1. The Long Room at the Library of Trinity College Dublin
Built in the early 1700s, tourists come from all over the world to see this magnificent library. Located in the heart of Dublin city, its awe-inspiring bookshelves are lined with some of Ireland’s oldest books. You can also peer at the Book of Kells, an illustrated manuscript written around the year 800.
London’s West End and New York’s Broadway have become iconic for the quality of their theatre. The Victoria and Albert Museum in Kensington is celebrating 40 years of the Olivier Awards and is marking this with a free exhibition called ‘Curtain Up’. Continue reading “From the West End to Broadway: Theatre in London and New York City”
Much mystery surrounds the legend that is Shakespeare. We don’t know much about his early life, how he began his career in the theatre, or even whether some of his most iconic creations are really his work at all.
The shadow of his status makes him more myth than man. But maybe that’s part of his appeal. That shroud of secrecy lends itself well to his legacy.
I took to the environs of London to snap photos of the city in its last autumnal days.
A slideshow of my photographs of royal Tudor residence Hampton Court Palace in London.
It’s quickly clear that Charlie Haynes has hit on an entrepreneurial concept that works: writers will pay good money to sit in a room without the distractions of the phone or the Internet.
In honour of World Book Day this week, Marése O’Sullivan spoke to the new Chair of The Society of Young Publishers (SYP), Helen Youngs, to find out about her publishing career so far, being impressed by famous people and what her plans are for the SYP.
Originally published by London Oral History here.
Who Do You Think You Are? Live has well and truly kicked off in style for its eighth year.
A tight hug from an old friend,
Two warm drinks and long chats.
Frantic days no longer linger and
We are glad to think of home.
Three weeks in and I’m still amazed to be here.
Back when I first came to a talk at City University London in April 2012 and experienced the passion that everyone in the department has for journalism, the idea of studying an MA here overpowered me.
The perception of women in Hollywood is fraught with judgement and jealousy.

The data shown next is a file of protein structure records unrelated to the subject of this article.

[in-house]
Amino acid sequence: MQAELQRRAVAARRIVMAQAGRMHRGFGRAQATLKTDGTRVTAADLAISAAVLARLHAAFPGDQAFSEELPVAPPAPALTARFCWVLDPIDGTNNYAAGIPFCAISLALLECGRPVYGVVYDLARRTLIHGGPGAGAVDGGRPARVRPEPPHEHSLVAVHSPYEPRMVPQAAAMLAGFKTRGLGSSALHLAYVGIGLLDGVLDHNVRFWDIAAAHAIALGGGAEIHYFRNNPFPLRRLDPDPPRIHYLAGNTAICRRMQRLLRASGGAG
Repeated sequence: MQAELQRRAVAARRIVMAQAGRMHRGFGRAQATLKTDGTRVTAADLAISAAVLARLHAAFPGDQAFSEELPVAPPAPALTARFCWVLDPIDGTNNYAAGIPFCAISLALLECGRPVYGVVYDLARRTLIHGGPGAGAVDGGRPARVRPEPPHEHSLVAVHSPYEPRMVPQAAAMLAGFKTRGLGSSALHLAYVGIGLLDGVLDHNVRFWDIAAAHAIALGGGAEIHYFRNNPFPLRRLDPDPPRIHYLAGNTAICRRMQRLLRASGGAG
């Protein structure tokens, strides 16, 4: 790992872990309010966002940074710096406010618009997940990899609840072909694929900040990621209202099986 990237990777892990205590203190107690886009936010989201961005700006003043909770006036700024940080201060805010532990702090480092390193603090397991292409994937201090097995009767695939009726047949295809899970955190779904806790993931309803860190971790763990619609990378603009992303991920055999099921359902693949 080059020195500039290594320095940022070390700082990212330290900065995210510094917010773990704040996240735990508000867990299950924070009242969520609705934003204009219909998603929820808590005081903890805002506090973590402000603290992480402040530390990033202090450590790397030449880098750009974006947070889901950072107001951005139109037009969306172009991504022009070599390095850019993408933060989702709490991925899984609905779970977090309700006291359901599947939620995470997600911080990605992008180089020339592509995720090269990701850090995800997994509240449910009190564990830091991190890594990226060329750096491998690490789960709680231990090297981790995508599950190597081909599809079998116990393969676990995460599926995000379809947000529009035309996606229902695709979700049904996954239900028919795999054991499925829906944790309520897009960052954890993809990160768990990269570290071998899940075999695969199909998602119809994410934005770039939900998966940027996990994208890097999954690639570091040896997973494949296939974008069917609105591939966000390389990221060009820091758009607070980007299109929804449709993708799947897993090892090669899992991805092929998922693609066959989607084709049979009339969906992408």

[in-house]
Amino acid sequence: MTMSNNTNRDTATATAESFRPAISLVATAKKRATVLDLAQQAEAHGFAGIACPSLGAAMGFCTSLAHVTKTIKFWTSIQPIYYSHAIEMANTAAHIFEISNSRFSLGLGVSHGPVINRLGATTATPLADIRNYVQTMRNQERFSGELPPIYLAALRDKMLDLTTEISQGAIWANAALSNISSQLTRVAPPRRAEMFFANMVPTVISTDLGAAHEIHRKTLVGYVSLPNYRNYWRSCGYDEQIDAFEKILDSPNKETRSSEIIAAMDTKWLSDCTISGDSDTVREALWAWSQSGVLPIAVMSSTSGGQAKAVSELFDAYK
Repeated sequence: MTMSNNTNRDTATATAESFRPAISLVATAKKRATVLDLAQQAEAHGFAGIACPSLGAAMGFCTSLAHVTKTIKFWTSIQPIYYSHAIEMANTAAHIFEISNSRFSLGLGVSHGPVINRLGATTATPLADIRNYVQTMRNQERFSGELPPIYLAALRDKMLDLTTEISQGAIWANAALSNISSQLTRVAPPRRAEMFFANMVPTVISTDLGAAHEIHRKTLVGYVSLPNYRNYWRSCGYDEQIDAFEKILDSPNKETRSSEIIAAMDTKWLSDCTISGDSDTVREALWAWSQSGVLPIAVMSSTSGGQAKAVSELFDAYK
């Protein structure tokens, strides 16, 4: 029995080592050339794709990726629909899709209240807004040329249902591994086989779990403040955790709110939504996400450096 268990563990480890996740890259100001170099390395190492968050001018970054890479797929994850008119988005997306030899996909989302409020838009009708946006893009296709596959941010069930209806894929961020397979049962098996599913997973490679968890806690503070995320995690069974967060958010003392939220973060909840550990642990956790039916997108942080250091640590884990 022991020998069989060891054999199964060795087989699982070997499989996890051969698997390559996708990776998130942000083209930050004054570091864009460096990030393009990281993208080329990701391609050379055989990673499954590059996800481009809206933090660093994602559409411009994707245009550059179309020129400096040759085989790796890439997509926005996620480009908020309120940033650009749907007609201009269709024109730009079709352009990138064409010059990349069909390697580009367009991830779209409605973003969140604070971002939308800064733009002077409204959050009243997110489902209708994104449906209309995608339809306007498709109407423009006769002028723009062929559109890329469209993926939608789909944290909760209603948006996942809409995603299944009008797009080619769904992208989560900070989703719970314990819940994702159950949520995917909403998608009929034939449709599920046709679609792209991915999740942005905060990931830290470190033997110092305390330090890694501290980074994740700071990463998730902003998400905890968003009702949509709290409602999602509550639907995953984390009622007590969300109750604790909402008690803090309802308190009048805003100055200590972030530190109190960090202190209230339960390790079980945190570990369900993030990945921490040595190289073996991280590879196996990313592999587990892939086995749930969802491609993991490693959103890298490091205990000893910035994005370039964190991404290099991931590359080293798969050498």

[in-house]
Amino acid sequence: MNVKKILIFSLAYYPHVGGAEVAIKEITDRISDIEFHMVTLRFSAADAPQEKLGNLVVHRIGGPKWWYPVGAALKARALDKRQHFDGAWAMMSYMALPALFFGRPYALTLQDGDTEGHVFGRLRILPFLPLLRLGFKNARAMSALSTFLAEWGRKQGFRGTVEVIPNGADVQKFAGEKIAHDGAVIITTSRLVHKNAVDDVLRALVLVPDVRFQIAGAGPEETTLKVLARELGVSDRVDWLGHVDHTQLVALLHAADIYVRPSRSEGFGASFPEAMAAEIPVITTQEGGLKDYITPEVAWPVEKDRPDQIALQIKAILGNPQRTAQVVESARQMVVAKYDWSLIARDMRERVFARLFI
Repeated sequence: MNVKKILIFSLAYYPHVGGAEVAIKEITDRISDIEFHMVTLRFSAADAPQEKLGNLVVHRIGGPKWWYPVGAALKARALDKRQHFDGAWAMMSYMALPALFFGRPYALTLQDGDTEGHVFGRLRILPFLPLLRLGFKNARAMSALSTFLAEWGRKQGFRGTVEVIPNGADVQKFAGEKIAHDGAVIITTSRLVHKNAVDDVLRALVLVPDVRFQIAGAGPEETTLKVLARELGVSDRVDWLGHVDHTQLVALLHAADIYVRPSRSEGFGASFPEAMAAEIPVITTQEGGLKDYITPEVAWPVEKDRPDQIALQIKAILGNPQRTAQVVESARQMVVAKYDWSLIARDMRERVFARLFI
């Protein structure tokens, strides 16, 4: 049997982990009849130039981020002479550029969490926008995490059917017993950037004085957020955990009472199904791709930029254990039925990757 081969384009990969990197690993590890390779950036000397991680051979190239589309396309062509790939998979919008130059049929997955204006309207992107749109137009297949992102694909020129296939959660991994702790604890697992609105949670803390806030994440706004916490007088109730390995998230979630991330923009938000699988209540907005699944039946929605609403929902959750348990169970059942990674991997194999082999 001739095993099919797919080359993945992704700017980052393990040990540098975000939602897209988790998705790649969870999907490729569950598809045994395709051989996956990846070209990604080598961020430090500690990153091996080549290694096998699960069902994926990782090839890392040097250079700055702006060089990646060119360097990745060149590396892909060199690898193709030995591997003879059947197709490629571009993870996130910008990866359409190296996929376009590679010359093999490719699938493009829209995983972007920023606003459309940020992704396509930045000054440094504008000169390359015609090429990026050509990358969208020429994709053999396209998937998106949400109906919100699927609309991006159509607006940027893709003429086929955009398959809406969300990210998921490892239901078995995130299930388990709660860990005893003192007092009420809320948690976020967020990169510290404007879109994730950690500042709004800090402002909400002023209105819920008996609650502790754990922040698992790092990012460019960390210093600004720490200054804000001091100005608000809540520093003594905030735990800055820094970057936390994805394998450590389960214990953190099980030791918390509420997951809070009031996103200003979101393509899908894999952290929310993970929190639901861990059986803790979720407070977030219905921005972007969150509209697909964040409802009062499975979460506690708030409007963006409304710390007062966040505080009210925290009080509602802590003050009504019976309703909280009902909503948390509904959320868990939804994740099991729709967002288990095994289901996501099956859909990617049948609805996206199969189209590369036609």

Even now, women in the film and television industry are being sized up not on their talent, but on their appearance.
Why are studios determining the right person for the job based on their sex? Continue reading “Women and Hollywood: A Review of the WFTV Discussion”
I was struck by the sheer intensity of the production, as it was the first time I had ever seen Les Misérables live in its legacy of nearly three decades.
The setting of revolutionary France was enhanced by the powerful bass tones of the orchestra. The cast was truly an ensemble. Continue reading “Review: Les Misérables, Queen’s Theatre, London”
My words fly up, my thoughts remain below: Words without thoughts never to heaven go.
― WILLIAM SHAKESPEARE, Hamlet, Act III, Scene III
“I prefer books, ultimately, which are prepared to risk being idealistic than ones which prefer to stay on the safe ground of being critical. It seems a more daring and more interesting thing to do.
Of course it’s a high-tariff dive, and you risk falling flat on your face and indeed opening yourself up to the sort of people who haven’t taken a step off the safe island,
but there it is, these seem to be more worthwhile books to write.”
– SEBASTIAN FAULKS
“We are not nouns, we are verbs. I am not a thing – an actor, a writer – I am a person who does things – I write, I act – and I never know what I’m going to do next.
I think you can be imprisoned if you think of yourself as a noun.”
– STEPHEN FRY